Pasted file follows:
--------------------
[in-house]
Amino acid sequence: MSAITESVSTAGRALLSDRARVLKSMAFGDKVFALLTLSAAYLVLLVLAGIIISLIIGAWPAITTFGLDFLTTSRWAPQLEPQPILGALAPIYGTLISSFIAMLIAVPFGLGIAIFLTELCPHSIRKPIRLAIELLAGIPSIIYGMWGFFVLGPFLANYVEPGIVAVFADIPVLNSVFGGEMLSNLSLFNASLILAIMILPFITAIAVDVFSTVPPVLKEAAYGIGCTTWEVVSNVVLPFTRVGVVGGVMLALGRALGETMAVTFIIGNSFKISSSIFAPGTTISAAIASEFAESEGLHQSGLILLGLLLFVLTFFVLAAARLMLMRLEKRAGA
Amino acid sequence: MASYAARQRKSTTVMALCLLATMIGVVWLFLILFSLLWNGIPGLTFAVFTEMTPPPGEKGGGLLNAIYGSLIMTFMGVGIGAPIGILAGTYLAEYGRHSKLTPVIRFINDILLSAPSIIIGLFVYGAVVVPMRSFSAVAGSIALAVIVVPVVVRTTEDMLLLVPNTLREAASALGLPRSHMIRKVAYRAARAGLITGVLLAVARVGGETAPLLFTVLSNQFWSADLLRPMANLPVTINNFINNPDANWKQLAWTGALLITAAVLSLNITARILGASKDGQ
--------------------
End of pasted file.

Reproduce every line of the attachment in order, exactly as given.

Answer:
[in-house]
Amino acid sequence: MSAITESVSTAGRALLSDRARVLKSMAFGDKVFALLTLSAAYLVLLVLAGIIISLIIGAWPAITTFGLDFLTTSRWAPQLEPQPILGALAPIYGTLISSFIAMLIAVPFGLGIAIFLTELCPHSIRKPIRLAIELLAGIPSIIYGMWGFFVLGPFLANYVEPGIVAVFADIPVLNSVFGGEMLSNLSLFNASLILAIMILPFITAIAVDVFSTVPPVLKEAAYGIGCTTWEVVSNVVLPFTRVGVVGGVMLALGRALGETMAVTFIIGNSFKISSSIFAPGTTISAAIASEFAESEGLHQSGLILLGLLLFVLTFFVLAAARLMLMRLEKRAGA
Amino acid sequence: MASYAARQRKSTTVMALCLLATMIGVVWLFLILFSLLWNGIPGLTFAVFTEMTPPPGEKGGGLLNAIYGSLIMTFMGVGIGAPIGILAGTYLAEYGRHSKLTPVIRFINDILLSAPSIIIGLFVYGAVVVPMRSFSAVAGSIALAVIVVPVVVRTTEDMLLLVPNTLREAASALGLPRSHMIRKVAYRAARAGLITGVLLAVARVGGETAPLLFTVLSNQFWSADLLRPMANLPVTINNFINNPDANWKQLAWTGALLITAAVLSLNITARILGASKDGQ